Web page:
According to recent statistics, which date back to 2016, about one-third of all deadly truck crashes can be attributed to what the study refers to as a driver-related factor, that is, some error or omission on the part of the truck driver or other motorist involved in the accident. In all types of fatal crashes, the predominant contributing factor was driving at an excessive speed. However, the second most common driver-related factor varied with whether or not a large commercial vehicle was involved in the accident.

Despite deaths and warnings, distracted driving continues

Many people in Reno, Nevada, have probably heard at least one warning about the obvious dangers of distracted driving. As smartphones and other technology become more and more prevalent, it has become increasingly important to remind motorists that one can simply not safely multi-task. Dialing or searching the internet for instance, while operating a motor vehicle, is dangerous, period.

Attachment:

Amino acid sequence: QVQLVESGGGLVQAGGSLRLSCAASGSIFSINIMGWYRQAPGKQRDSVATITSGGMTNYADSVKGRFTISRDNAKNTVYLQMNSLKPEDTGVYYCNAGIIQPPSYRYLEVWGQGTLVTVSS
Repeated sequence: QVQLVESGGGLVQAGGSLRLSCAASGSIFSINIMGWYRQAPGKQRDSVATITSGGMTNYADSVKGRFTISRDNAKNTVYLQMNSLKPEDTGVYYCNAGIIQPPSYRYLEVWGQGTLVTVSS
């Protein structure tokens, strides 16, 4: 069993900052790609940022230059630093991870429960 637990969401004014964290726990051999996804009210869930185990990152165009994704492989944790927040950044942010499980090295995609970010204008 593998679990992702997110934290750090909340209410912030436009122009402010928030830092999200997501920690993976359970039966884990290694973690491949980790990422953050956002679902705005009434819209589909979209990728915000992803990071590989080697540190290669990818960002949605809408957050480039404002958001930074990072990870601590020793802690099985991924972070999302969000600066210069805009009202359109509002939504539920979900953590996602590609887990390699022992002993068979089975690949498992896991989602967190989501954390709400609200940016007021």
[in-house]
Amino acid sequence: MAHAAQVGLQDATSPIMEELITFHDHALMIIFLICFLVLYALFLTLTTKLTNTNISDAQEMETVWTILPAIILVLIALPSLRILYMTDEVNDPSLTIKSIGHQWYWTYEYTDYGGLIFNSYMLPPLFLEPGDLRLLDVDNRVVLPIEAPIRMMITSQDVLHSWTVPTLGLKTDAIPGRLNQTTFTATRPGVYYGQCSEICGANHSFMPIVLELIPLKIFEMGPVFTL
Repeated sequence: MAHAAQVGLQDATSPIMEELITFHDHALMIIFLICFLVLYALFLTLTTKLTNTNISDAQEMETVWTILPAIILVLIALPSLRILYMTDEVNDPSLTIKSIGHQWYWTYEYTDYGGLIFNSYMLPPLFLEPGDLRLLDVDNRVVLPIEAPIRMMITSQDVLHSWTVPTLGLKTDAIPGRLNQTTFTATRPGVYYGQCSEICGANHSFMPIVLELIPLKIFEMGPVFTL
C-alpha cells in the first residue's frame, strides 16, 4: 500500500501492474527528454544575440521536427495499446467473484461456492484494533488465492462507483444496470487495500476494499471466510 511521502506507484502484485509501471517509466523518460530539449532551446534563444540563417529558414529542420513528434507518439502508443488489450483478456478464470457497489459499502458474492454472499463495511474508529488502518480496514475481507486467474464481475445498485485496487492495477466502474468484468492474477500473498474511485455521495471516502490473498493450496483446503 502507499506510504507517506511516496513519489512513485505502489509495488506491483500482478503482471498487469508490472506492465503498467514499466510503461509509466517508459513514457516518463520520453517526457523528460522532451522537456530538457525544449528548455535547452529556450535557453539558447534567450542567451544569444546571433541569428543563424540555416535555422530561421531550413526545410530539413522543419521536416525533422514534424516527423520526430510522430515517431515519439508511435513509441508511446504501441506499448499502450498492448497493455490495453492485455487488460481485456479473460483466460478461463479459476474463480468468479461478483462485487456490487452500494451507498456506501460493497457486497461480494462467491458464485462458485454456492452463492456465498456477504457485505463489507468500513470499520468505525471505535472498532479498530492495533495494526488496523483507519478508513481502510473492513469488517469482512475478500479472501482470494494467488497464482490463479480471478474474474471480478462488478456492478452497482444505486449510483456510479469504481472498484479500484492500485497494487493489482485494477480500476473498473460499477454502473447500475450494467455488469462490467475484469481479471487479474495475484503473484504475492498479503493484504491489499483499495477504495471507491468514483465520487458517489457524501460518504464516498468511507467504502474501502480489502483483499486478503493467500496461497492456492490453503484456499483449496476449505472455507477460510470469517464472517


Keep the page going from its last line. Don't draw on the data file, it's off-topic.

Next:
However, despite all the warnings, it this country's distracted driving problem is only getting worse. According to one study, which observed 12,000 drivers, the incidence of drivers using their phones, that is, without a hands-free device, has increased by about 57 percent between 2014 and 2018.

Reno pedestrian hit by drunk driver dies

A 67-year-old woman local resident has died after she was recently hit by a car. Police arrested the man who hit her and charged him with a serious drunk driving offense.

It is, of course, never acceptable and always dangerous to drive while intoxicated. As our blog has discussed on many previous occasions, alcohol in even moderate quantities can make it very difficult for a driver to exercise the control and judgement necessary to operate a vehicle safely.

What causes truck driver fatigue?

This may seem like a rather obvious question since most Reno, Nevada, residents will assume that lack of sleep is what makes a trucker too fatigued to drive safely. Indeed, as the existence of the previously discussed federal rest rules only reinforce, commercial drivers need to make sure they get enough sleep to be able to do their jobs.

However, drowsiness caused by lack of sleep is in fact only one source of truck driver fatigue. Even when a driver has gotten an adequate amount of sleep, he or she can still experience fatigue simply by working long hours or engaging in difficult labor or even recreation involving physical exertion.